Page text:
I once saw Spalding Gray live, in Atlanta, performing the monologue Monster in a Box, about the tribulations of writing his first novel. It was at a time when I was wondering whether to even start doing a PhD on, never mind finishing it, which took a while. I’ve been reminded of this, and the image of the lumbering physical presence of the tome itself, because I have been hauling an unfinished manuscript of my own around for a few months now. Actually, I have been carrying it around on a USB stick. I am in Vancouver now, for a month’s ‘research retreat’, as I like to think of it. So the first thing I have managed to do is print the whole thing off – all 209,000 words of a first draft, more than twice as long as it’s meant to be. I’ve also been re-thinking the title. That’s progress, right?
I’m now sitting in libraries or coffee shops (not the beach), trying to cut it down and make it cohere and ensure it has lots of narrative continuity (all those things you tell PhD students to do as they approach the finishing line). The young man sitting next to me this morning reading Poulantzas’s Fascism and Dictatorship provoked one of those “Oh no, I should probably say something about that”-moments that tend to beset you when you are trying to finish something like this (another way in which I feel like I’m trying to complete a PhD all over again, again). Last time I wrote a book all on my own the bits that I cut out of the final version, quite rightly, lived on as subsequently re-worked journal papers, and actually have ended up animating parts of the argument of this new book. So this time I think I might just blog the bits I cut out, so that I can slough off those spare thoughts and move on properly once it’s all done and dusted.
But maybe I’m getting ahead of myself. I’m off to sharpen the pencils.
I have been meaning to congratulate Sophie Oldfield, of Geography at the University of Cape Town and the African Centre for Cities, who has been awarded British Academy Newton Advanced Fellowship. The fellowship involves a collaboration between UK and non-UK universities, in this case between Sophie at UCT and me at Exeter. The project, South African Urban Imperatives Past, Present and Future: Theory Building with Knowledge Beyond the University, has various strands, with an over-arching focus on exploring the changing notions of commitment and engagement in urban scholarship in South African over the last 40 years or so. It’s very much a development of Sophie’s challenging research work on the difficult politics of engagement between academy and activism. I’m really looking forward to working together with Sophie on the various aspects of this project over the next couple of years.
Here is the abstract for the overall project:
“The Fellowship starts from the premise that urban scholarship has been central to defining the strategic possibilities of political change and socio-economic development in South Africa for 40 years, either side of the transition from apartheid to democracy. The Fellowship focuses on the distinctive imperatives of engagement that shape South African urban scholarship. These include practices of activism, consultancy, forms of co-production, and more conventional forms of academic expertise and critique. The Fellowship will focus on the reorientation of urban social science in post-apartheid South Africa, in light of changing societal imperatives of development, reconciliation, and transformation. In so doing, it will draw into view the ways in which academic knowledge articulates diverse forms of non-academic knowledge that express diverse interests and needs.”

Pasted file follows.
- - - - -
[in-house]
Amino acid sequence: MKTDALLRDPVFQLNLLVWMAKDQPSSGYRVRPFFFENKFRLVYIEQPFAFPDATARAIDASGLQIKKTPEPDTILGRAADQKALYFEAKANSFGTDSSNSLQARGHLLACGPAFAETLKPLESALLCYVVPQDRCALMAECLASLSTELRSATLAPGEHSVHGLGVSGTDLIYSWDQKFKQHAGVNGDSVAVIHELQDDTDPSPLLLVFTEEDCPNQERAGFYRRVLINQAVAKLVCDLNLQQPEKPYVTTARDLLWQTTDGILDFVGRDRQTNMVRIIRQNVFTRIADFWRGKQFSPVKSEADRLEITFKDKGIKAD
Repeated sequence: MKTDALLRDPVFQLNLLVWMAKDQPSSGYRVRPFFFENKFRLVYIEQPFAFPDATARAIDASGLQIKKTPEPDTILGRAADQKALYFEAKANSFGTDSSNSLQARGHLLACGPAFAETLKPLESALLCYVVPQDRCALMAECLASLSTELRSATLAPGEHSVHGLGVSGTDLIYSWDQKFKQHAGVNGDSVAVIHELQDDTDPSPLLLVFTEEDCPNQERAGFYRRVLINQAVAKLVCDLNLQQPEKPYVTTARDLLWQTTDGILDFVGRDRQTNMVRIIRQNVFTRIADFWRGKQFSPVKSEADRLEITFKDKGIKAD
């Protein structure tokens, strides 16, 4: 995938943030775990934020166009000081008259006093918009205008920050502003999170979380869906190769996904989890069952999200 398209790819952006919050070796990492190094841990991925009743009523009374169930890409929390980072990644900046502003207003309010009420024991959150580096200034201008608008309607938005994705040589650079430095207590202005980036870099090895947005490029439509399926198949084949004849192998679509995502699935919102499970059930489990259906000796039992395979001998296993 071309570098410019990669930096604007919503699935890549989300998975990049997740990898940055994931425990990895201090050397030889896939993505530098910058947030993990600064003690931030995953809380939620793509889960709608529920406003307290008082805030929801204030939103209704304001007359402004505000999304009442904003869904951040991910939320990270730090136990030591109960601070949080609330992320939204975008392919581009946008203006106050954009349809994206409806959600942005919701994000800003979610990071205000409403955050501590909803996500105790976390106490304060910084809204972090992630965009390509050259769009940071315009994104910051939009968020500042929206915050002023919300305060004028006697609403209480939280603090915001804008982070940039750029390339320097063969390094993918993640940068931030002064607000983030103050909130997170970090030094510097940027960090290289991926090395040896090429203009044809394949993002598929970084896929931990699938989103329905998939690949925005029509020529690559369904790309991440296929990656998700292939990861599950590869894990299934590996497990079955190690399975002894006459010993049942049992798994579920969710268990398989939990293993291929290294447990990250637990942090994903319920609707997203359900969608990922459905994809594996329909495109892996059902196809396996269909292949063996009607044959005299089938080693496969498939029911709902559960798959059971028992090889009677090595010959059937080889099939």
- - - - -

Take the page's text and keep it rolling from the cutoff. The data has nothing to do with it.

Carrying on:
Nick Mahony and I have a new paper published in Policy and Politics, on their ‘fast track’ page, entitled Marketing practices and the reconfiguration of public action. The paper draws on a project for the NCCPE and ESRC that Nick and I worked on a while back when were both at the OU, on the use of segmentation methods in the public sector, charities, and campaign sectors. This paper seeks to open up some interpretative space for exploring what is going on when marketing practices get used in non-commercial sectors, without presuming in advance that what is going on is something to be called ‘neoliberalism’. It is a light-touch elaboration of some ideas about problematization developed in different ways in my piece on that topic at nonsite.org as well as a forthcoming Article Forum on ‘security’ in Dialogues in Human Geography.
Here is the abstract of the Policy and Politics piece:
“Market segmentation methodologies are increasingly used in public policy, arts and culture management and third sector campaigning. Rather than presume that this is an index of creeping neoliberalisation, we track the shared and contested understandings of the public benefits of using segmentation methods. Segmentation methods are used to generate stable images of individual and group attitudes and motivations, and these images are used to inform strategies that seek to either change these dispositions or to mobilise them in new directions. Different segments of the population are identified as bearing particular responsibilities for public action on different issues.”